Then the Mariposans show up, and for a moment it looks like the episode may be about something after all - the ethics of cloning, the question of who owns genetic material, with parallels to 20th century debates over abortion, stem cell research and what to do with embryos created for in vitro fertilization that are not ultimately gestated by their biological donors. But no...again, it's reduced to an oversimplified declaration by Riker that he wants to be unique and a thirty-second verbal battle when Granger calls Riker a murderer for destroying his own clone. There's no pause to consider whether Riker is a murderer for shooting a human being at the level of development his clone had achieved, nor the implications of having had his epithelial cells this crime akin to theft or akin to rape? If the Mariposans had cloned him from hair and skin cells deposited on their equipment in the course of giving him a tour, would that be more ethical or just make the question of who owns genetic material even more complicated? The episode doesn't bother to engage questions like that.

Instead Picard solves his dilemma by destroying two societies in one. Admittedly the Mariposans are dying out on their own and the Federation can't be blamed for its inability to solve their cloning woes, but how about the Bringloidi? What gives Picard the right to suggest to O'Dell that he farm his people out as breeding stock, without any consultation of any of those people beforehand? Brenna has a brief snit about not having been asked first, but it's hardly a feminist tirade, more a tantrum that daddy's already staking out his three women before she's had a chance to ensnare the most powerful man. How the rest of the presumably traditional Bringloidi will feel about being told that they can no longer be monogamous but must breed with several partners to save the Mariposans from extinction isn't addressed, but talk about a potential rape scenario. What happens to women who don't want to bear children, or men who prefer other men? And then there are the Mariposans, who have evolved away from sexual reproduction as a survival strategy; it's played for laughs that they're just going to have to get down and dirty with the Bringloidi with no sympathy for the idea that all sex may feel like violation to these people, and they may view prospective mates with horror and loathing.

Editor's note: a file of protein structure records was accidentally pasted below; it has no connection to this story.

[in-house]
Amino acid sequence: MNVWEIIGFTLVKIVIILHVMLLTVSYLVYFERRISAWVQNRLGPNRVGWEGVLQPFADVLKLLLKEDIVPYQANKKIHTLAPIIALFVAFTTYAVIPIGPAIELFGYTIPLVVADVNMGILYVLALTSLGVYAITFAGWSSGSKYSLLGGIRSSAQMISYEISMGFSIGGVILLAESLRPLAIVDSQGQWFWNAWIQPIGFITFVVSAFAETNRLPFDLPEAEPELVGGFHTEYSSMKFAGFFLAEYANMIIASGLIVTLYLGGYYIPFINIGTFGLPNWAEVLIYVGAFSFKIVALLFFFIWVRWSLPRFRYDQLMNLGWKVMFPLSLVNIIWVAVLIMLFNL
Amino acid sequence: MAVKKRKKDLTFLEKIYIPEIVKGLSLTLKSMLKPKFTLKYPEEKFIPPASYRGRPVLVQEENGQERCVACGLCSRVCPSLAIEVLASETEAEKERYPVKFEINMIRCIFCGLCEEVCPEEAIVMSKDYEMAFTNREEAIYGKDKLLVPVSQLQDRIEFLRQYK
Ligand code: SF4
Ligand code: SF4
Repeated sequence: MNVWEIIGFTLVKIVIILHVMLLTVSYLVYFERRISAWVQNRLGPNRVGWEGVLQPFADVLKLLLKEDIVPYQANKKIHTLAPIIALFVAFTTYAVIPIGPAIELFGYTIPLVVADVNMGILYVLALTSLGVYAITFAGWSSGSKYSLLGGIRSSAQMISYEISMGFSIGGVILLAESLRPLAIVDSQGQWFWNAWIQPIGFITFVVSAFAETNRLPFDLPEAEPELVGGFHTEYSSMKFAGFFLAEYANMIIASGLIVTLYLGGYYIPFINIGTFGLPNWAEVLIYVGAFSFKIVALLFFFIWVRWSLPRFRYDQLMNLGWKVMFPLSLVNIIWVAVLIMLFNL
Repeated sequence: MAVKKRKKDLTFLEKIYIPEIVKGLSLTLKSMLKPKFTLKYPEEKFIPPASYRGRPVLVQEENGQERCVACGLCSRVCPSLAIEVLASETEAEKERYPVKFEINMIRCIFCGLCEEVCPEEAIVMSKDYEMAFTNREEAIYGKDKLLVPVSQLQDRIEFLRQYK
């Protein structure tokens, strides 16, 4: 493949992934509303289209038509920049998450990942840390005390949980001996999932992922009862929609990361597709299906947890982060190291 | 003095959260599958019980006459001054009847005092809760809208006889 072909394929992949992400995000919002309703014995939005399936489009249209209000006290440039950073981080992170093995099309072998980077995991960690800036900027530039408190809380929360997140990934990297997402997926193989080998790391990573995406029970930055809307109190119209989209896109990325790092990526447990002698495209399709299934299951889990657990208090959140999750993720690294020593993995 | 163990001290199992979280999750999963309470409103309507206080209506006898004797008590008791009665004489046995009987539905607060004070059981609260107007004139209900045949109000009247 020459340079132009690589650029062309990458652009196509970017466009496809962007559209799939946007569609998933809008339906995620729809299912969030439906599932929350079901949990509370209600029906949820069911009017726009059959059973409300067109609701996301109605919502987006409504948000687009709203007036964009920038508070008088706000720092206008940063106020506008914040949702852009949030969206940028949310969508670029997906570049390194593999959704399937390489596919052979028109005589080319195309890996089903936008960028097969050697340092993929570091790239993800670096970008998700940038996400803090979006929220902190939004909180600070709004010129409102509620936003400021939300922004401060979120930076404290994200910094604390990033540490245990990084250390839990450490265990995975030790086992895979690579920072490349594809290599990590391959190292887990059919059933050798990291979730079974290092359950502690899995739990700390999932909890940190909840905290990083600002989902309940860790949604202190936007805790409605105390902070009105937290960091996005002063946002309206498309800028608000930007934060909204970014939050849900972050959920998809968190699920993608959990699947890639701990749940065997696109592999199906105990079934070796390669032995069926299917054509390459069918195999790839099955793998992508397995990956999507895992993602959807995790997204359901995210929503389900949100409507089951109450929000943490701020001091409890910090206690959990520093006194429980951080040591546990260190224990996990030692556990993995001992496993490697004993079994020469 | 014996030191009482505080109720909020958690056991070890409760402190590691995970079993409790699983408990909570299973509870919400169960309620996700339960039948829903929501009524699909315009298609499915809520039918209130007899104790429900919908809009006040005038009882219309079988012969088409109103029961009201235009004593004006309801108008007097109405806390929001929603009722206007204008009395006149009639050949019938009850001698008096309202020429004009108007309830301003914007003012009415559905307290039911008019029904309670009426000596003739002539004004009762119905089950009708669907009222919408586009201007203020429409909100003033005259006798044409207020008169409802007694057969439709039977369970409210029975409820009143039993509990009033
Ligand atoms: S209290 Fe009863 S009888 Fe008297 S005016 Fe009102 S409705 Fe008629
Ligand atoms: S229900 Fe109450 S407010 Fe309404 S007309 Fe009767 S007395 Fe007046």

Because Riker is in her debt after their encounter, Brenna is offered the choice of going to a starbase and choosing a different life, but O'Dell seems to be calling the shots for the rest of the Bringloidi who are treated as either too stupid or too apathetic to contribute anything themselves. It's a very offensive characterization; Kevin Riley singing "I'll Take You Home Again, Kathleen" on the original series is a much kinder portrayal of a drunken Irishman. Considering Troi's initial reservations about beaming the people up without so much of a warning, pointing out that centuries of isolation have left them unprepared for such an eventuality, it's hard to fathom that she goes along with Picard's plan to merge their culture with the condescending, heavily armed Mariposans. How can the Enterprise crewmembers possibly believe that the well-armed Mariposans won't simply take Bringloidi DNA to produce and rear more clones while letting this generation of Bringloidi die out doing menial jobs?

The Prime Directive is never mentioned in this episode since the Bringloidi and Mariposans are each descendants of humans with spaceflight capabilities, but this seems like a prime opportunity for a discussion of the limitations of the Federation. When Picard responds to the distress call, what are his obligations, and what constitutes crossing the line and interfering? Does Pulaski really have the right to gloat to the Mariposans that if they keep cloning themselves, soon they'll be dead and the Federation will have a planet ripe for colonization? Is it Troi's place to suggest using an autonomous people as breeding stock? As O'Dell says, whatever their weaknesses, the Bringloidi are decent, hardworking people and they deserve better than such dismissive contempt. And for all their selfishness and snobbery, the Mariposans don't have lust, jealousy or any of the elements of sexuality that a highly intellectualized society might find distracting. If Riker is so passionate about his individuality, where's that passion on a cultural level? Two unique cultures are ended in "Up the Long Ladder," and it's played for laughs.

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Find more episode info in the Episode Guide.

Michelle Erica Green is a former news writer for TrekToday. An archive of her reviews can be found at The Little Review.